Jump to content
  • Welcome to the eG Forums, a service of the eGullet Society for Culinary Arts & Letters. The Society is a 501(c)3 not-for-profit organization dedicated to the advancement of the culinary arts. These advertising-free forums are provided free of charge through donations from Society members. Anyone may read the forums, but to post you must create an account.

pastrygirl

Starch in chocolate

Recommended Posts

Posted (edited)

4AE475AF-58B2-44FA-8D63-50820FA1DE91.thumb.png.ec86c3404b5e2a0df260dc97feea7362.png

 

saw this post and questioned why  “in theory, this won’t work”, response so far is “starch in chocolate can be problematic”

 

Ok ... obviously adding a lot of fine dry material will decrease fluidity, and things could get weird if you were going to add cream and make ganache, but how else would milling popcorn into chocolate “not work”?  My experiments so far suggest you just need enough warm cocoa butter to keep things moving, how would starchy popcorn be different from fibrous fruits?  

 

 


Edited by pastrygirl (log)
  • Like 1

Share this post


Link to post
Share on other sites
4 hours ago, pastrygirl said:

4AE475AF-58B2-44FA-8D63-50820FA1DE91.thumb.png.ec86c3404b5e2a0df260dc97feea7362.png

 

saw this post and questioned why  “in theory, this won’t work”, response so far is “starch in chocolate can be problematic”

 

Ok ... obviously adding a lot of fine dry material will decrease fluidity, and things could get weird if you were going to add cream and make ganache, but how else would milling popcorn into chocolate “not work”?  My experiments so far suggest you just need enough warm cocoa butter to keep things moving, how would starchy popcorn be different from fibrous fruits?  

 

 

 

I think it might work out - but when you are  conching and getting smaller and smaller particle size and each particle needs to be coated in cocoa butter for mouth feel and smoothness - you might require a boatload of additional cocoa butter. 

  • Like 1

Share this post


Link to post
Share on other sites
2 hours ago, Lisa Shock said:

Isn't it like a fattier version of crisped rice?

Not sure what you mean 

Share this post


Link to post
Share on other sites
3 hours ago, Kerry Beal said:

I think it might work out - but when you are  conching and getting smaller and smaller particle size and each particle needs to be coated in cocoa butter for mouth feel and smoothness - you might require a boatload of additional cocoa butter. 

 

Right, but doesn’t that apply to anything dry?  Nonfat dry milk, sugar, freeze dried fruit ... I guess it’s problematic if you don’t want to add extra cocoa butter.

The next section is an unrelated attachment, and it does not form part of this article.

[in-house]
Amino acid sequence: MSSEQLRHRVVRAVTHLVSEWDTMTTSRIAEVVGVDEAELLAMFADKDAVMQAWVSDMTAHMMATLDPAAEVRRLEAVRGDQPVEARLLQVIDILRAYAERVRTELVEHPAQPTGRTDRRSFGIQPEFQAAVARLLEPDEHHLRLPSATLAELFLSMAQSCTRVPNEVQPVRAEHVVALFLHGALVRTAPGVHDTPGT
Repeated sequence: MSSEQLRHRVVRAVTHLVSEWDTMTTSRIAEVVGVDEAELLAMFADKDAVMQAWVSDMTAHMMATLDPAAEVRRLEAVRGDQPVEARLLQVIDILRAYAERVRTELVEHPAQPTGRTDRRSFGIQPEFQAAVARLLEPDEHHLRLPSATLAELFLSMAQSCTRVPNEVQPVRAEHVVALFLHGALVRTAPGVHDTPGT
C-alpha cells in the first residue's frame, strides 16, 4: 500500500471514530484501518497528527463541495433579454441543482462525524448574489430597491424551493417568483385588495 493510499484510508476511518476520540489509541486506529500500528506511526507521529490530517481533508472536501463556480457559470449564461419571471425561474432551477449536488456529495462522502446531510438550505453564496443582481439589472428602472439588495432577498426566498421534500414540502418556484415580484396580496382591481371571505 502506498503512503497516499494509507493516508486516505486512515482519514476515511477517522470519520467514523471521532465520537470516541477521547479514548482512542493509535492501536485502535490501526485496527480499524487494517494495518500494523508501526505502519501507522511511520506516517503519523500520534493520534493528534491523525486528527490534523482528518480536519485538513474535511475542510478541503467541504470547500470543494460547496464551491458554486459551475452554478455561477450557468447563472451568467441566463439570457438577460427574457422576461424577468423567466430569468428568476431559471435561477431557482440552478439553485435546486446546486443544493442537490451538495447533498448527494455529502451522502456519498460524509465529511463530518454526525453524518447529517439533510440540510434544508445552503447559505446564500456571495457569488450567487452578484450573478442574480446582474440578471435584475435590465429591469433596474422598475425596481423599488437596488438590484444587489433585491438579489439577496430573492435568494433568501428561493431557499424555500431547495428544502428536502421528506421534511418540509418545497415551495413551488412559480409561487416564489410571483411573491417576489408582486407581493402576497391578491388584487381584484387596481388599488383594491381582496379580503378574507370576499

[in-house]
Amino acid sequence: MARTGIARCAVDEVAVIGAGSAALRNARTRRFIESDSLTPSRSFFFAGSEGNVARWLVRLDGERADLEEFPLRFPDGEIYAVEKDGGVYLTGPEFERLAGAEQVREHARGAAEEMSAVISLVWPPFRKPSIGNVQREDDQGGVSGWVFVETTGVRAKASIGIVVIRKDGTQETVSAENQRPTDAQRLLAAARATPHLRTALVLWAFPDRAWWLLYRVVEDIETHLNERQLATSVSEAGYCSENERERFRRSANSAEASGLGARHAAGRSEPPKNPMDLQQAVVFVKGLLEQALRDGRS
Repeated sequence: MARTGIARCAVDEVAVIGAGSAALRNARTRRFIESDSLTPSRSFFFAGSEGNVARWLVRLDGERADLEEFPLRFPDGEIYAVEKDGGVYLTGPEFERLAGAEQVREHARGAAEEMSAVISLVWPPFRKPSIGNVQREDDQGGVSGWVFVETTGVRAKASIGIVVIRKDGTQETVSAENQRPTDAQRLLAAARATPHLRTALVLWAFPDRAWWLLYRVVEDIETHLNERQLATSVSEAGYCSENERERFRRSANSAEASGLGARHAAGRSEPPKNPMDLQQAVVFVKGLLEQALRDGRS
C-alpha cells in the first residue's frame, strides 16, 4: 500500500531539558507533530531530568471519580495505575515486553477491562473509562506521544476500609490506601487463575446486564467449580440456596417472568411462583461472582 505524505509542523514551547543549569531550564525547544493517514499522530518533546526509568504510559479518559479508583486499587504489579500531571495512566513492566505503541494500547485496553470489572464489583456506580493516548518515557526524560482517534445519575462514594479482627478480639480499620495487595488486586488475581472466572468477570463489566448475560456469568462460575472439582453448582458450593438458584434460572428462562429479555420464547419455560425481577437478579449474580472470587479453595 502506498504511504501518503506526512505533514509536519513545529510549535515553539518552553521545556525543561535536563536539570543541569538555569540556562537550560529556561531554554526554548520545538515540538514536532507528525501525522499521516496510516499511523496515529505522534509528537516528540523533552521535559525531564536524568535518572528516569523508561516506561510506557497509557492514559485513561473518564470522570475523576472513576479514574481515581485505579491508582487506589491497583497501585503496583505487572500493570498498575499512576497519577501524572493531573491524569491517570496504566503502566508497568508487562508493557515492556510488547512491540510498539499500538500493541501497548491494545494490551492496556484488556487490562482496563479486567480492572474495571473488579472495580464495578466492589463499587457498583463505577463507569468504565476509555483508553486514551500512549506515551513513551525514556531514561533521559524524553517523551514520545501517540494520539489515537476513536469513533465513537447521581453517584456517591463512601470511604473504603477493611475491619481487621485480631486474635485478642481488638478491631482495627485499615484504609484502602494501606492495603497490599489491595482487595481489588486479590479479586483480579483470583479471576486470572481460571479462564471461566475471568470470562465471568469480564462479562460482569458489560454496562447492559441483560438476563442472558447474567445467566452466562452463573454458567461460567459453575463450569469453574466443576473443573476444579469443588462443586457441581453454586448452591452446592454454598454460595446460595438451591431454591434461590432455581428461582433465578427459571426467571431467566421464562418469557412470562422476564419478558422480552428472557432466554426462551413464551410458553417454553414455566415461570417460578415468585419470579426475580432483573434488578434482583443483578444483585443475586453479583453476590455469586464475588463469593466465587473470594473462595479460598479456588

Share this post


Link to post
Share on other sites
6 hours ago, Lisa Shock said:

Isn't it like a fattier version of crisped rice?

 

Yes, if the pieces stayed that size. Simply mixing in dry chunks doesn’t really affect chocolate, but if you’re grinding it to perfectly smooth, as Kerry said the smaller and smaller particles will require more fat to keep moving. But the butter on the popcorn would help. 

 

I’m just not seeing why a pastry pro would say it shouldn’t work. It’ll work with more fat, that’s a simple solution. Problematic if the popcorn isn’t buttery enough or you don’t have extra cocoa butter, I guess. 

 

 

 

 

  • Like 1

Share this post


Link to post
Share on other sites
9 hours ago, Kerry Beal said:

Not sure what you mean 

 

Pastrygirl gets it, I just meant that IMO, this isn't any different than a Nestle Crunch bar. Aside from the butter/oil on the popcorn, the addition is very much like adding Rice Crispies cereal to chocolate. It's not new, innovative, nor should it involve much of a different technique.

Share this post


Link to post
Share on other sites
11 minutes ago, Lisa Shock said:

 

Pastrygirl gets it, I just meant that IMO, this isn't any different than a Nestle Crunch bar. Aside from the butter/oil on the popcorn, the addition is very much like adding Rice Crispies cereal to chocolate. It's not new, innovative, nor should it involve much of a different technique.


But it's not that at all. He's not making a popcorn bark, he's running it all through a melanger so that the end result is a smooth chocolate with the flavor of the buttered popcorn in it. 

Share this post


Link to post
Share on other sites

Ok sorry, I misunderstood. The downside I see is the hard skin bits from the corn. Even ground down, they just have an unappealing texture. I'd buy Ammoretti's popcorn flavor and their butter flavor.

Share this post


Link to post
Share on other sites
1 hour ago, Lisa Shock said:

The downside I see is the hard skin bits from the corn. Even ground down, they just have an unappealing texture.


Under normal grinding conditions, I'd agree. But with the melanger, I think enough time and, as Kerry and pastrygirl mentioned, enough cocoa butter just might solve that problem. I guess we'll see where he gets with it.

  • Like 1

Share this post


Link to post
Share on other sites
8 hours ago, pastrygirl said: